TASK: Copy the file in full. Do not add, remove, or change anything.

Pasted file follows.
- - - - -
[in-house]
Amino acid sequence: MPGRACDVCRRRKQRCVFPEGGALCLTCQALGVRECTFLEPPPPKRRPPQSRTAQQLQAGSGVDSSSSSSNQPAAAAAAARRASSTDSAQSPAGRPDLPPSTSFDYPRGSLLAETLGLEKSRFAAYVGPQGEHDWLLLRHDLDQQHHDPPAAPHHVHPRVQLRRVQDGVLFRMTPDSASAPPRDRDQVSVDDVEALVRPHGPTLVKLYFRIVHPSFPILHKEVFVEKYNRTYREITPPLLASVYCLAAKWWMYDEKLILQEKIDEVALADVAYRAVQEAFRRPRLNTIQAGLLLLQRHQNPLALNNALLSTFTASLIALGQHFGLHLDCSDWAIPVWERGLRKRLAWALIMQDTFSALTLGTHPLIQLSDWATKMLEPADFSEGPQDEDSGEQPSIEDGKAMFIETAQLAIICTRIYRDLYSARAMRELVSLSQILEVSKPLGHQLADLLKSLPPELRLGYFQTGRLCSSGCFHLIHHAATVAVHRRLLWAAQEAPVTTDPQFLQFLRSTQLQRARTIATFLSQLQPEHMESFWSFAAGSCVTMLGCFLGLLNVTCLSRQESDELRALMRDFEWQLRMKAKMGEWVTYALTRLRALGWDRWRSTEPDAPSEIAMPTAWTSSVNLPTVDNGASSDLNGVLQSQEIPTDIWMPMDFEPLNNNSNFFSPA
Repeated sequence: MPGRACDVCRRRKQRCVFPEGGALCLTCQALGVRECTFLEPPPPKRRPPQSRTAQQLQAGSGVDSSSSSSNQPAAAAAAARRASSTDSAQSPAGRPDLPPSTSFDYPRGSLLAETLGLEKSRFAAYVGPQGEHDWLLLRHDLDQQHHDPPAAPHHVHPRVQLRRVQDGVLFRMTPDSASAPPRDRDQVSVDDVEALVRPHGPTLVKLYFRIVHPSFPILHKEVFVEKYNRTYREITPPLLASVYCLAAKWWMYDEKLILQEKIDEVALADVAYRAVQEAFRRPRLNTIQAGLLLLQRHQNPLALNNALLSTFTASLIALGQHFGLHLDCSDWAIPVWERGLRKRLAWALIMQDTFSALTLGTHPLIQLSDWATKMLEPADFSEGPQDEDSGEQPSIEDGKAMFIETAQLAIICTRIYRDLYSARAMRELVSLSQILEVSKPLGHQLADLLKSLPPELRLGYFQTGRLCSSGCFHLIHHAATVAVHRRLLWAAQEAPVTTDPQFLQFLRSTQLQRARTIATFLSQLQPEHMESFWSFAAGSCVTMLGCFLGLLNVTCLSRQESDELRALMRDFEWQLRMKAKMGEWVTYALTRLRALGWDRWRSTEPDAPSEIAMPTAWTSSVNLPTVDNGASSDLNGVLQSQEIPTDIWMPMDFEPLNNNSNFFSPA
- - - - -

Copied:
[in-house]
Amino acid sequence: MPGRACDVCRRRKQRCVFPEGGALCLTCQALGVRECTFLEPPPPKRRPPQSRTAQQLQAGSGVDSSSSSSNQPAAAAAAARRASSTDSAQSPAGRPDLPPSTSFDYPRGSLLAETLGLEKSRFAAYVGPQGEHDWLLLRHDLDQQHHDPPAAPHHVHPRVQLRRVQDGVLFRMTPDSASAPPRDRDQVSVDDVEALVRPHGPTLVKLYFRIVHPSFPILHKEVFVEKYNRTYREITPPLLASVYCLAAKWWMYDEKLILQEKIDEVALADVAYRAVQEAFRRPRLNTIQAGLLLLQRHQNPLALNNALLSTFTASLIALGQHFGLHLDCSDWAIPVWERGLRKRLAWALIMQDTFSALTLGTHPLIQLSDWATKMLEPADFSEGPQDEDSGEQPSIEDGKAMFIETAQLAIICTRIYRDLYSARAMRELVSLSQILEVSKPLGHQLADLLKSLPPELRLGYFQTGRLCSSGCFHLIHHAATVAVHRRLLWAAQEAPVTTDPQFLQFLRSTQLQRARTIATFLSQLQPEHMESFWSFAAGSCVTMLGCFLGLLNVTCLSRQESDELRALMRDFEWQLRMKAKMGEWVTYALTRLRALGWDRWRSTEPDAPSEIAMPTAWTSSVNLPTVDNGASSDLNGVLQSQEIPTDIWMPMDFEPLNNNSNFFSPA
Repeated sequence: MPGRACDVCRRRKQRCVFPEGGALCLTCQALGVRECTFLEPPPPKRRPPQSRTAQQLQAGSGVDSSSSSSNQPAAAAAAARRASSTDSAQSPAGRPDLPPSTSFDYPRGSLLAETLGLEKSRFAAYVGPQGEHDWLLLRHDLDQQHHDPPAAPHHVHPRVQLRRVQDGVLFRMTPDSASAPPRDRDQVSVDDVEALVRPHGPTLVKLYFRIVHPSFPILHKEVFVEKYNRTYREITPPLLASVYCLAAKWWMYDEKLILQEKIDEVALADVAYRAVQEAFRRPRLNTIQAGLLLLQRHQNPLALNNALLSTFTASLIALGQHFGLHLDCSDWAIPVWERGLRKRLAWALIMQDTFSALTLGTHPLIQLSDWATKMLEPADFSEGPQDEDSGEQPSIEDGKAMFIETAQLAIICTRIYRDLYSARAMRELVSLSQILEVSKPLGHQLADLLKSLPPELRLGYFQTGRLCSSGCFHLIHHAATVAVHRRLLWAAQEAPVTTDPQFLQFLRSTQLQRARTIATFLSQLQPEHMESFWSFAAGSCVTMLGCFLGLLNVTCLSRQESDELRALMRDFEWQLRMKAKMGEWVTYALTRLRALGWDRWRSTEPDAPSEIAMPTAWTSSVNLPTVDNGASSDLNGVLQSQEIPTDIWMPMDFEPLNNNSNFFSPA